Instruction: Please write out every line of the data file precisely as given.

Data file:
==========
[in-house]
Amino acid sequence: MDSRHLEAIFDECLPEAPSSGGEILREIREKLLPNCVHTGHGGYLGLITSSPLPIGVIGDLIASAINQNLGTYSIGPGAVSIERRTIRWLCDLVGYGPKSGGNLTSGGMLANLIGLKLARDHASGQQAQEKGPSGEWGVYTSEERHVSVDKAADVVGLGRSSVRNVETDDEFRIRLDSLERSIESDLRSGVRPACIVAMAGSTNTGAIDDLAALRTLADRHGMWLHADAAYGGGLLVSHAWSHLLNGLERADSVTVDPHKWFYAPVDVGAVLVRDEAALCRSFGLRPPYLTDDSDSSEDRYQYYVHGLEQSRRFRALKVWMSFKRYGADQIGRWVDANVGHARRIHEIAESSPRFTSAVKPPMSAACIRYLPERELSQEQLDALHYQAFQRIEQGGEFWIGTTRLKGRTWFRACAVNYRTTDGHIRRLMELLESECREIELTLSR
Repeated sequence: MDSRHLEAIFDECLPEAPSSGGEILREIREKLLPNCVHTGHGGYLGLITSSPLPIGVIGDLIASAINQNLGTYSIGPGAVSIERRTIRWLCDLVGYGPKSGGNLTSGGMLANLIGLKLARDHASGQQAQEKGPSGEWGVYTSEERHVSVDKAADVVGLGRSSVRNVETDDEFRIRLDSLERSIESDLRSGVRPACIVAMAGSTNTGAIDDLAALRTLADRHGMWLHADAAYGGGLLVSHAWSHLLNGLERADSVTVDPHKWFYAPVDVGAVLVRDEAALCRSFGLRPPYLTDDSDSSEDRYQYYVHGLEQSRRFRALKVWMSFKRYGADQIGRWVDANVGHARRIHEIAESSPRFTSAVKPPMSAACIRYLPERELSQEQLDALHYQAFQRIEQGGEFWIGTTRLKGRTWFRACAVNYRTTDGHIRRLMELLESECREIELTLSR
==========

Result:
[in-house]
Amino acid sequence: MDSRHLEAIFDECLPEAPSSGGEILREIREKLLPNCVHTGHGGYLGLITSSPLPIGVIGDLIASAINQNLGTYSIGPGAVSIERRTIRWLCDLVGYGPKSGGNLTSGGMLANLIGLKLARDHASGQQAQEKGPSGEWGVYTSEERHVSVDKAADVVGLGRSSVRNVETDDEFRIRLDSLERSIESDLRSGVRPACIVAMAGSTNTGAIDDLAALRTLADRHGMWLHADAAYGGGLLVSHAWSHLLNGLERADSVTVDPHKWFYAPVDVGAVLVRDEAALCRSFGLRPPYLTDDSDSSEDRYQYYVHGLEQSRRFRALKVWMSFKRYGADQIGRWVDANVGHARRIHEIAESSPRFTSAVKPPMSAACIRYLPERELSQEQLDALHYQAFQRIEQGGEFWIGTTRLKGRTWFRACAVNYRTTDGHIRRLMELLESECREIELTLSR
Repeated sequence: MDSRHLEAIFDECLPEAPSSGGEILREIREKLLPNCVHTGHGGYLGLITSSPLPIGVIGDLIASAINQNLGTYSIGPGAVSIERRTIRWLCDLVGYGPKSGGNLTSGGMLANLIGLKLARDHASGQQAQEKGPSGEWGVYTSEERHVSVDKAADVVGLGRSSVRNVETDDEFRIRLDSLERSIESDLRSGVRPACIVAMAGSTNTGAIDDLAALRTLADRHGMWLHADAAYGGGLLVSHAWSHLLNGLERADSVTVDPHKWFYAPVDVGAVLVRDEAALCRSFGLRPPYLTDDSDSSEDRYQYYVHGLEQSRRFRALKVWMSFKRYGADQIGRWVDANVGHARRIHEIAESSPRFTSAVKPPMSAACIRYLPERELSQEQLDALHYQAFQRIEQGGEFWIGTTRLKGRTWFRACAVNYRTTDGHIRRLMELLESECREIELTLSR